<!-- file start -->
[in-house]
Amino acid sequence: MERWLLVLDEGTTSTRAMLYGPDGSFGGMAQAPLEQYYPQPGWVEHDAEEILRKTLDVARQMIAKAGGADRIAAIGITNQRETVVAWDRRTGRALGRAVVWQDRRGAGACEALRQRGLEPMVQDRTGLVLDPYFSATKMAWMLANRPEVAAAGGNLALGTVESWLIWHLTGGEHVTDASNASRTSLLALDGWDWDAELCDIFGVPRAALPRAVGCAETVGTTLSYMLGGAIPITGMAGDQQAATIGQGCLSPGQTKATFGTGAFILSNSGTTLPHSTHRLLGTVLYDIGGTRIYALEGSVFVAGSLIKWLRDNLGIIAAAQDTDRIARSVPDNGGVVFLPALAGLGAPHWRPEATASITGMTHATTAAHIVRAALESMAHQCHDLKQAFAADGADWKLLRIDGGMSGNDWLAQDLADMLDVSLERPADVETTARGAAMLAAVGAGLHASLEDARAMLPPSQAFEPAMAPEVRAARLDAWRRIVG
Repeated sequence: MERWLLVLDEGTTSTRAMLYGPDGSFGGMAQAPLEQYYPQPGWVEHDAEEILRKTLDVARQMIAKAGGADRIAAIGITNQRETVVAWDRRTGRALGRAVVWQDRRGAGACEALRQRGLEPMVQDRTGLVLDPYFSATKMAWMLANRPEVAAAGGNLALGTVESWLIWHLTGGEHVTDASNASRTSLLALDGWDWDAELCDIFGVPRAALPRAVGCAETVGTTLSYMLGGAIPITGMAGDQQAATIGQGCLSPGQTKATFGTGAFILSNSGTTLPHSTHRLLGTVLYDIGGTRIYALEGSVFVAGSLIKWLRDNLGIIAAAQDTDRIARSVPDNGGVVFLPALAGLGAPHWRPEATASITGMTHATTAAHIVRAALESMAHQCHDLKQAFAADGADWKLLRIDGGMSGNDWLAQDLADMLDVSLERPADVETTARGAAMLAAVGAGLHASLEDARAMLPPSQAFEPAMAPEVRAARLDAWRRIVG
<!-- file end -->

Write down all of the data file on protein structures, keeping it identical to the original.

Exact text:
[in-house]
Amino acid sequence: MERWLLVLDEGTTSTRAMLYGPDGSFGGMAQAPLEQYYPQPGWVEHDAEEILRKTLDVARQMIAKAGGADRIAAIGITNQRETVVAWDRRTGRALGRAVVWQDRRGAGACEALRQRGLEPMVQDRTGLVLDPYFSATKMAWMLANRPEVAAAGGNLALGTVESWLIWHLTGGEHVTDASNASRTSLLALDGWDWDAELCDIFGVPRAALPRAVGCAETVGTTLSYMLGGAIPITGMAGDQQAATIGQGCLSPGQTKATFGTGAFILSNSGTTLPHSTHRLLGTVLYDIGGTRIYALEGSVFVAGSLIKWLRDNLGIIAAAQDTDRIARSVPDNGGVVFLPALAGLGAPHWRPEATASITGMTHATTAAHIVRAALESMAHQCHDLKQAFAADGADWKLLRIDGGMSGNDWLAQDLADMLDVSLERPADVETTARGAAMLAAVGAGLHASLEDARAMLPPSQAFEPAMAPEVRAARLDAWRRIVG
Repeated sequence: MERWLLVLDEGTTSTRAMLYGPDGSFGGMAQAPLEQYYPQPGWVEHDAEEILRKTLDVARQMIAKAGGADRIAAIGITNQRETVVAWDRRTGRALGRAVVWQDRRGAGACEALRQRGLEPMVQDRTGLVLDPYFSATKMAWMLANRPEVAAAGGNLALGTVESWLIWHLTGGEHVTDASNASRTSLLALDGWDWDAELCDIFGVPRAALPRAVGCAETVGTTLSYMLGGAIPITGMAGDQQAATIGQGCLSPGQTKATFGTGAFILSNSGTTLPHSTHRLLGTVLYDIGGTRIYALEGSVFVAGSLIKWLRDNLGIIAAAQDTDRIARSVPDNGGVVFLPALAGLGAPHWRPEATASITGMTHATTAAHIVRAALESMAHQCHDLKQAFAADGADWKLLRIDGGMSGNDWLAQDLADMLDVSLERPADVETTARGAAMLAAVGAGLHASLEDARAMLPPSQAFEPAMAPEVRAARLDAWRRIVG